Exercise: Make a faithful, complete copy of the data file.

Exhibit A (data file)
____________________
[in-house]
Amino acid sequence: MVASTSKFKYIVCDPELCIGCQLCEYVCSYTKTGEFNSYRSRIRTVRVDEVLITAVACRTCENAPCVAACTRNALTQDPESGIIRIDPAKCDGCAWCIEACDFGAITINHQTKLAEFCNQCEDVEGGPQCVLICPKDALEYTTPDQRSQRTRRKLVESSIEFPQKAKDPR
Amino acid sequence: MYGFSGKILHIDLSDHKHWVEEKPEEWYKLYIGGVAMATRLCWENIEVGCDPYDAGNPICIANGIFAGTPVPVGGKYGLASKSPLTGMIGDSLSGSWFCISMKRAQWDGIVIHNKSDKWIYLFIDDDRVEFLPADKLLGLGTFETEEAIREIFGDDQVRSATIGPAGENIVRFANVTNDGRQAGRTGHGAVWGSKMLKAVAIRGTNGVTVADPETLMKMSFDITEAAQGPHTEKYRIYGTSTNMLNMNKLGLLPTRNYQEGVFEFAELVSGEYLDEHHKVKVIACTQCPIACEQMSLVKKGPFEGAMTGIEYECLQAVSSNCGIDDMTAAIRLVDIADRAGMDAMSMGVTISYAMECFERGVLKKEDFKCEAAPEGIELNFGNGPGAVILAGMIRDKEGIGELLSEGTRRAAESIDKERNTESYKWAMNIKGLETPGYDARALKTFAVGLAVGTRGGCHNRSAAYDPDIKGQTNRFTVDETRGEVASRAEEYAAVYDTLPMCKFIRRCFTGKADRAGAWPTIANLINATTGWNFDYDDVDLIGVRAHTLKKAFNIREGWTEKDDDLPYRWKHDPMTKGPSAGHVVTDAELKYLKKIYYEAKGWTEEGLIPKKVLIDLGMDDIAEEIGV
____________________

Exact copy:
[in-house]
Amino acid sequence: MVASTSKFKYIVCDPELCIGCQLCEYVCSYTKTGEFNSYRSRIRTVRVDEVLITAVACRTCENAPCVAACTRNALTQDPESGIIRIDPAKCDGCAWCIEACDFGAITINHQTKLAEFCNQCEDVEGGPQCVLICPKDALEYTTPDQRSQRTRRKLVESSIEFPQKAKDPR
Amino acid sequence: MYGFSGKILHIDLSDHKHWVEEKPEEWYKLYIGGVAMATRLCWENIEVGCDPYDAGNPICIANGIFAGTPVPVGGKYGLASKSPLTGMIGDSLSGSWFCISMKRAQWDGIVIHNKSDKWIYLFIDDDRVEFLPADKLLGLGTFETEEAIREIFGDDQVRSATIGPAGENIVRFANVTNDGRQAGRTGHGAVWGSKMLKAVAIRGTNGVTVADPETLMKMSFDITEAAQGPHTEKYRIYGTSTNMLNMNKLGLLPTRNYQEGVFEFAELVSGEYLDEHHKVKVIACTQCPIACEQMSLVKKGPFEGAMTGIEYECLQAVSSNCGIDDMTAAIRLVDIADRAGMDAMSMGVTISYAMECFERGVLKKEDFKCEAAPEGIELNFGNGPGAVILAGMIRDKEGIGELLSEGTRRAAESIDKERNTESYKWAMNIKGLETPGYDARALKTFAVGLAVGTRGGCHNRSAAYDPDIKGQTNRFTVDETRGEVASRAEEYAAVYDTLPMCKFIRRCFTGKADRAGAWPTIANLINATTGWNFDYDDVDLIGVRAHTLKKAFNIREGWTEKDDDLPYRWKHDPMTKGPSAGHVVTDAELKYLKKIYYEAKGWTEEGLIPKKVLIDLGMDDIAEEIGV